Service Bus authentication and authorization

Applications gain access to Azure Service Bus resources using Shared Access Signature (SAS) token authentication. With SAS, applications present a token to Service Bus that has been signed with a symmetric key known both to the token issuer and Service Bus (hence "shared") and that key is directly associated with a rule granting specific access rights, like the permission to receive/listen or send messages. SAS rules are either configured on the namespace, or directly on entities such as a queue or topic, allowing for fine grained access control.

SAS tokens can either be generated by a Service Bus client directly, or they can be generated by some intermediate token issuing endpoint with which the client interacts. For example, a system may require the client to call an Active Directory authorization protected web service endpoint to prove its identity and system access rights, and the web service then returns the appropriate Service Bus token. This SAS token can be easily generated using the Service Bus token provider included in the Azure SDK.


If you are using Azure Active Directory Access Control (also known as Access Control Service or ACS) with Service Bus, note that the support for this method is now limited and you should migrate your application to use SAS. For more information, see this blog post and this article.

Azure Active Directory

Azure Active Directory (Azure AD) integration for Service Bus resources provides role-based access control (RBAC) for fine-grained control over a client’s access to resources. You can use role-based access control (RBAC) to grant permissions to security principal, which may be a user, a group, or an application service principal. The security principal is authenticated by Azure AD to return an OAuth 2.0 token. The token can be used to authorize a request to access an Service Bus resource (queue, topic, etc.).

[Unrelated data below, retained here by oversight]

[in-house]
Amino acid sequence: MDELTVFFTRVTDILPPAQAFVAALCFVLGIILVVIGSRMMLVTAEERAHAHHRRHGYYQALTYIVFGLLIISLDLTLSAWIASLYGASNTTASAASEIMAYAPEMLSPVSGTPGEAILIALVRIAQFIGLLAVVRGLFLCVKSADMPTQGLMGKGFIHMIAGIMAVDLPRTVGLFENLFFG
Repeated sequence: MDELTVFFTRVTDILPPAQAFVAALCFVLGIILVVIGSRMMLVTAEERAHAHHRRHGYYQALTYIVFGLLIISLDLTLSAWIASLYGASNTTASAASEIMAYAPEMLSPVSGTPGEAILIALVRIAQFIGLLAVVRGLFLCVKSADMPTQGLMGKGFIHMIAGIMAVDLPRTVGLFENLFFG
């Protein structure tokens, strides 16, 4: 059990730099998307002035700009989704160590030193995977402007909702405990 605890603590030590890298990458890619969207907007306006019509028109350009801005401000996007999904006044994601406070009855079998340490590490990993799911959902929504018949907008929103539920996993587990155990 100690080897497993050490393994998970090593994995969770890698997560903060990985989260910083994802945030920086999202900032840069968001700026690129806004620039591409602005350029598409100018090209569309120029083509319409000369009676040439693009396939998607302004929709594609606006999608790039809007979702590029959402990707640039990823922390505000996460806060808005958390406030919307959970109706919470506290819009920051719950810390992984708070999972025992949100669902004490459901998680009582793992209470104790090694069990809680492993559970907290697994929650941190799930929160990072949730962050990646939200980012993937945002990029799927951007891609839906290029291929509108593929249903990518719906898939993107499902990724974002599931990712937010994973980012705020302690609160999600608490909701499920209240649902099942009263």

For more information about authenticating with Azure AD, see the following articles:


Authorizing users or applications using OAuth 2.0 token returned by Azure AD provides superior security and ease of use over shared access signatures (SAS). With Azure AD, there is no need to store the tokens in your code and risk potential security vulnerabilities. We recommend that you use using Azure AD with your Azure Service Bus applications when possible.

Shared access signature

SAS authentication enables you to grant a user access to Service Bus resources, with specific rights. SAS authentication in Service Bus involves the configuration of a cryptographic key with associated rights on a Service Bus resource. Clients can then gain access to that resource by presenting a SAS token, which consists of the resource URI being accessed and an expiry signed with the configured key.

You can configure keys for SAS on a Service Bus namespace. The key applies to all messaging entities within that namespace. You can also configure keys on Service Bus queues and topics. SAS is also supported on Azure Relay.

To use SAS, you can configure a SharedAccessAuthorizationRule object on a namespace, queue, or topic. This rule consists of the following elements:

  • KeyName: identifies the rule.
  • PrimaryKey: a cryptographic key used to sign/validate SAS tokens.
  • SecondaryKey: a cryptographic key used to sign/validate SAS tokens.
  • Rights: represents the collection of Listen, Send, or Manage rights granted.

Authorization rules configured at the namespace level can grant access to all entities in a namespace for clients with tokens signed using the corresponding key. You can configure up to 12 such authorization rules on a Service Bus namespace, queue, or topic. By default, a SharedAccessAuthorizationRule with all rights is configured for every namespace when it is first provisioned.

To access an entity, the client requires a SAS token generated using a specific SharedAccessAuthorizationRule. The SAS token is generated using the HMAC-SHA256 of a resource string that consists of the resource URI to which access is claimed, and an expiry with a cryptographic key associated with the authorization rule.

SAS authentication support for Service Bus is included in the Azure .NET SDK versions 2.0 and later. SAS includes support for a SharedAccessAuthorizationRule. All APIs that accept a connection string as a parameter include support for SAS connection strings.

Next steps